Bone Metastases Can Be a Complication of Breast Cancer

Bone Metastases Can Be a Complication of Breast Cancer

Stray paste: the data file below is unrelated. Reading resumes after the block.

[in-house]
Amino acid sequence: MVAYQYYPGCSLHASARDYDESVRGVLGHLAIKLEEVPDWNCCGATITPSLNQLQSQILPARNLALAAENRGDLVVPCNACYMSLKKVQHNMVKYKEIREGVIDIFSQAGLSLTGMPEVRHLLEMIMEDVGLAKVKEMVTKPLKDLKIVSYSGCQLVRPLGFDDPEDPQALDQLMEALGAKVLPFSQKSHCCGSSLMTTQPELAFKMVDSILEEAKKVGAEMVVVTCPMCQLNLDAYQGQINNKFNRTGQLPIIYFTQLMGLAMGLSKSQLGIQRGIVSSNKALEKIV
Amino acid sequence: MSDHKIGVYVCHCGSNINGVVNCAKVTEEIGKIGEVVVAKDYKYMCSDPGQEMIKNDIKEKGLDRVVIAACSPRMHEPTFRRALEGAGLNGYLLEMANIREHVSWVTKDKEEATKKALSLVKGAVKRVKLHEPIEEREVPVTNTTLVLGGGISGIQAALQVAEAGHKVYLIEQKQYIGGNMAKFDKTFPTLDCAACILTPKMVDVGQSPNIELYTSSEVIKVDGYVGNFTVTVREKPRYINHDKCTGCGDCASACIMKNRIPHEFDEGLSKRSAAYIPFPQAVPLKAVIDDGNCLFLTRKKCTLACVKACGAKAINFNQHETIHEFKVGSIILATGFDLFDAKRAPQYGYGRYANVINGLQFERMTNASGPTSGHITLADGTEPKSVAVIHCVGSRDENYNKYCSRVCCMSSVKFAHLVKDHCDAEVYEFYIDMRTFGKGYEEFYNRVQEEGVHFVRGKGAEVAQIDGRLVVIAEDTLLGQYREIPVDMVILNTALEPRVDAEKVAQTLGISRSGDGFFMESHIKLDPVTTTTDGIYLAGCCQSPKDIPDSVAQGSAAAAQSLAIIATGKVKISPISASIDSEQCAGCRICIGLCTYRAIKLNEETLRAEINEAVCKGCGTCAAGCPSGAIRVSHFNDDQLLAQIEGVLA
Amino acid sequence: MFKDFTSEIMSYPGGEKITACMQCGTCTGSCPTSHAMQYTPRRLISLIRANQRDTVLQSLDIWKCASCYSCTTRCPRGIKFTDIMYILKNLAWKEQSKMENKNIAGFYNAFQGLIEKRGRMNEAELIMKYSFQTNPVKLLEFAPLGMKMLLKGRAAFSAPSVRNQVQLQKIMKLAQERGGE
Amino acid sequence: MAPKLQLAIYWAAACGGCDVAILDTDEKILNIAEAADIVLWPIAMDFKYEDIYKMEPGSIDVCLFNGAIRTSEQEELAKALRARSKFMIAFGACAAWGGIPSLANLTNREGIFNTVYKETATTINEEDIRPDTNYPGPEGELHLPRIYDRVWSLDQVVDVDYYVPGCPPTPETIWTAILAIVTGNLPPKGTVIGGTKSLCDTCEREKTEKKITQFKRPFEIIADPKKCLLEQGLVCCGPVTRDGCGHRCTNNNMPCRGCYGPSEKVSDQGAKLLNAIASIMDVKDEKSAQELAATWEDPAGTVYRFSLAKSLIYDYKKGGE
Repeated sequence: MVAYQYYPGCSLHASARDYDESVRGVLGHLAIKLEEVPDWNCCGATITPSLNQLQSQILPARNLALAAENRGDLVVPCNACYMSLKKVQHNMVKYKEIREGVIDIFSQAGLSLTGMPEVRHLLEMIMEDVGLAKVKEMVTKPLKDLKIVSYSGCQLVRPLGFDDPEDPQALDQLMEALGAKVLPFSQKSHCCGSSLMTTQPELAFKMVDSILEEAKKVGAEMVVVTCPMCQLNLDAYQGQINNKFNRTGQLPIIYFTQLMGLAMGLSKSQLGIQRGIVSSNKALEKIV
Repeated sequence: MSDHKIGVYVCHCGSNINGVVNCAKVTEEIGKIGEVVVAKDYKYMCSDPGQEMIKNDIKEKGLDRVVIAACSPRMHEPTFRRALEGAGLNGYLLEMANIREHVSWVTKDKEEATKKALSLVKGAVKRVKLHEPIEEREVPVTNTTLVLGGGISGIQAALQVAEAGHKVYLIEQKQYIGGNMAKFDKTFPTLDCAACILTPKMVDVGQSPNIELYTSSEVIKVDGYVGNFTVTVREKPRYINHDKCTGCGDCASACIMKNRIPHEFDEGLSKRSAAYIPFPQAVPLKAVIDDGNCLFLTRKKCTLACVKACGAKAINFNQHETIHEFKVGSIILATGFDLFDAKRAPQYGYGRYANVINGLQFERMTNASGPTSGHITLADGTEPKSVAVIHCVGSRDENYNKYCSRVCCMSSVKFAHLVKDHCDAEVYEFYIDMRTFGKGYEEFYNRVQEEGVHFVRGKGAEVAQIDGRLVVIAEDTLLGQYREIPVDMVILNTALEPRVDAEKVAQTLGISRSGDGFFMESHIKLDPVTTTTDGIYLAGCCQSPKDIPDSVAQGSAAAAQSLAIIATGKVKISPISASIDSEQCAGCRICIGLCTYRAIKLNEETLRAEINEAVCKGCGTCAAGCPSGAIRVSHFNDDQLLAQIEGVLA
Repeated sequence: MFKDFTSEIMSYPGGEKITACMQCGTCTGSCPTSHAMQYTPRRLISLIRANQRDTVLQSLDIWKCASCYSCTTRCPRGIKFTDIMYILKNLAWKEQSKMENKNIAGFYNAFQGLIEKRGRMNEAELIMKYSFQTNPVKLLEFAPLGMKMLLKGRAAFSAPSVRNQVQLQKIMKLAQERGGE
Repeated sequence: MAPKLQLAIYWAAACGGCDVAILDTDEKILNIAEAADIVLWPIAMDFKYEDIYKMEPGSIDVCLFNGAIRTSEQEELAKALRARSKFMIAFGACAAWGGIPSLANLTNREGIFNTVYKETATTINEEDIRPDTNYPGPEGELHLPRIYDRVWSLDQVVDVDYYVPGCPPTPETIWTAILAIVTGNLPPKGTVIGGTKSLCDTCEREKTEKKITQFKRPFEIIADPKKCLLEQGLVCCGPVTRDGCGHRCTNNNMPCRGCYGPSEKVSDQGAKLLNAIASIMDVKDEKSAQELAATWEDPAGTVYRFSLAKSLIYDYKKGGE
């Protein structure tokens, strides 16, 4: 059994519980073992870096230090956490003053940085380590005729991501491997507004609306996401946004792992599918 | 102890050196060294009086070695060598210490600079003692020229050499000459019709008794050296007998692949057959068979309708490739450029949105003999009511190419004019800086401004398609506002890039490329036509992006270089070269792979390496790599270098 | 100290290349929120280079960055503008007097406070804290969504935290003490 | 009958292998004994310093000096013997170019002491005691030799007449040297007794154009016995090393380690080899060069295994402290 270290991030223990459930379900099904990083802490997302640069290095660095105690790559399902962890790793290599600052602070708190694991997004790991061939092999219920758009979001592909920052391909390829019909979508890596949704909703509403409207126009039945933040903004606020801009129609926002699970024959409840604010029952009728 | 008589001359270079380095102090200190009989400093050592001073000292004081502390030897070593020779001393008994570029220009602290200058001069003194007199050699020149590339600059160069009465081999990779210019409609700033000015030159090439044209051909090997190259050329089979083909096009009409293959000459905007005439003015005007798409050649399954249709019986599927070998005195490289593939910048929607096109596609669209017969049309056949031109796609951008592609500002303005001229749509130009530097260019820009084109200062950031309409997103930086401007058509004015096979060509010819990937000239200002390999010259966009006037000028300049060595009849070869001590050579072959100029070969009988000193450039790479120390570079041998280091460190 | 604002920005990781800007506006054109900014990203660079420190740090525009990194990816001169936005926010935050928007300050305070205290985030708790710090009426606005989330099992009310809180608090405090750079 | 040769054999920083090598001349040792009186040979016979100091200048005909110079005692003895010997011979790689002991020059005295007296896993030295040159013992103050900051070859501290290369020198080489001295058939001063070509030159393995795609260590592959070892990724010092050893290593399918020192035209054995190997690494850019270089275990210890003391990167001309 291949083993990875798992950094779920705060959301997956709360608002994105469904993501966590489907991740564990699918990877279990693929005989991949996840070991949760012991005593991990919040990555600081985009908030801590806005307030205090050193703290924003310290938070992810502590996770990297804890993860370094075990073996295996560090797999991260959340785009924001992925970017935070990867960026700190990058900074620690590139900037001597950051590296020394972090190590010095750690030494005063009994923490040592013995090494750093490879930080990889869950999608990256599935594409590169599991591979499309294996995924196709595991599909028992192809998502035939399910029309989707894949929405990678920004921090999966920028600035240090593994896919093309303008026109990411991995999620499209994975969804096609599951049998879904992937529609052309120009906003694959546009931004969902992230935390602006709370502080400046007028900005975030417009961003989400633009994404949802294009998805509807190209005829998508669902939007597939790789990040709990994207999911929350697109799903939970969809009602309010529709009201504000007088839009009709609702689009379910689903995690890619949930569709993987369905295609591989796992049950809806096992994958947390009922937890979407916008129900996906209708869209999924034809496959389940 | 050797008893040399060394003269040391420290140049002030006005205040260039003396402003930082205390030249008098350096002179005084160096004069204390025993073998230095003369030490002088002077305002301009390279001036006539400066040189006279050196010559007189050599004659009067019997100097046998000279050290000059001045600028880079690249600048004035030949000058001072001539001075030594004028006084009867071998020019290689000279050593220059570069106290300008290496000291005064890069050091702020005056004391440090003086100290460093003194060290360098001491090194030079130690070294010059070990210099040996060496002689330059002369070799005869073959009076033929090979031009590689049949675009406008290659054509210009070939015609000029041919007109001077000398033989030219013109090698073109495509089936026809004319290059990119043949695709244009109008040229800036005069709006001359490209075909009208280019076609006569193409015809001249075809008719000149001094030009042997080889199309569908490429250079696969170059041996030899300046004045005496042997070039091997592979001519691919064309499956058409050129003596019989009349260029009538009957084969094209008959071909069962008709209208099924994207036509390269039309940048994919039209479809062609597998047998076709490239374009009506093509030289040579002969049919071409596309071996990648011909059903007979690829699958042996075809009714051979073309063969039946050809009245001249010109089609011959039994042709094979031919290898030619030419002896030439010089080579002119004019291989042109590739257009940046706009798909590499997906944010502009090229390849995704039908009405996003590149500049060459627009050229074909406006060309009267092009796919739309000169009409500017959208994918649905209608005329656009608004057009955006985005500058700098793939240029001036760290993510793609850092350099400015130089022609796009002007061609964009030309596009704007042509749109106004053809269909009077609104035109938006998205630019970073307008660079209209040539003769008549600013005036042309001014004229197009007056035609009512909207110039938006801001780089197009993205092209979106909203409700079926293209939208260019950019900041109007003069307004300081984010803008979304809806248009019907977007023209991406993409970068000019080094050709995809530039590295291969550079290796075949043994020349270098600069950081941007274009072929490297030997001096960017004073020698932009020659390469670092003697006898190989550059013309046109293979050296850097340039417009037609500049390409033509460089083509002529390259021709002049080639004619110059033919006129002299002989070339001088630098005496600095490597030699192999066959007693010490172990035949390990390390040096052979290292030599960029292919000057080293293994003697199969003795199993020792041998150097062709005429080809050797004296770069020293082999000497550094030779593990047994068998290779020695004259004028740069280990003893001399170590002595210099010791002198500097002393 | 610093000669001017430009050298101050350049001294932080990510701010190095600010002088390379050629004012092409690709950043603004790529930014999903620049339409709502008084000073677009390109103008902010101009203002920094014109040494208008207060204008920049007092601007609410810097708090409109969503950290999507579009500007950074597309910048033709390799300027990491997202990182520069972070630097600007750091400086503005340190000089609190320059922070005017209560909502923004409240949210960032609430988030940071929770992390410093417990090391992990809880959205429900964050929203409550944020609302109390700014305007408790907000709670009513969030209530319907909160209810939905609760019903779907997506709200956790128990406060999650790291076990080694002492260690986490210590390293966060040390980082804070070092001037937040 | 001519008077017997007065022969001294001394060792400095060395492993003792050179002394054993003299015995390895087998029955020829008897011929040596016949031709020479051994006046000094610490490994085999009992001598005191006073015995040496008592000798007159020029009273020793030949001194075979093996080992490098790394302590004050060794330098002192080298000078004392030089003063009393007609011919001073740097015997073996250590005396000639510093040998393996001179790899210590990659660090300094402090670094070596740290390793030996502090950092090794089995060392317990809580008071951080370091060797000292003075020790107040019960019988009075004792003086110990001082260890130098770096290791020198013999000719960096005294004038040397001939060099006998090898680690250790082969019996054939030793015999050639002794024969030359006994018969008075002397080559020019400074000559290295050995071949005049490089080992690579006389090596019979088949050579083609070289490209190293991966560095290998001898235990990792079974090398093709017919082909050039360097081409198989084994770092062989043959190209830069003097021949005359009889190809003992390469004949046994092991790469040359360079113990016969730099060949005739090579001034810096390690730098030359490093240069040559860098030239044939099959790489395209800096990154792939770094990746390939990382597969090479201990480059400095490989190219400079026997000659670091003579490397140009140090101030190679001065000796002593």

Approximately one in eight women in the United States will develop breast cancer. Fortunately, death rates from breast cancer are currently on the decline, due to improved recognition, prevention, and treatment. It is important, however, for women to recognize not only the primary complications of breast cancer but also the possibility of secondary complications, such as tumor metastases. Metastases refers to cancer that has left the primary tumor and spread to other regions of the body. The bones are a common place for cancer to travel and spread. Symptoms of bone metastases can include bone pain and fractures. The pain tends to worsen at night and improves with movement. Anemia is another possible complication of bone metastases, since bone marrow produces red blood cells. High blood calcium levels or high levels of alkaline phosphatase can indicate to physicians that bone metastases has occurred. To diagnose the condition, doctors can also take images of the bones, using X-rays or other types of scanning such as MRI, CAT, or PET. A physician may also have a bone biopsy performed to confirm the diagnosis. There are several treatments for bone metastases. Treatments can include radiation therapy, surgery, or chemotherapy. Hormone and immune therapies are additional possibilities. They may be local treatments or could treat the entire body (systemic). The treatments tend to be chosen based upon how much cancer has spread, whether bones are weak or broken, and the woman's general health. Treatments can reduce bone pain and improve activity levels. Treatments may
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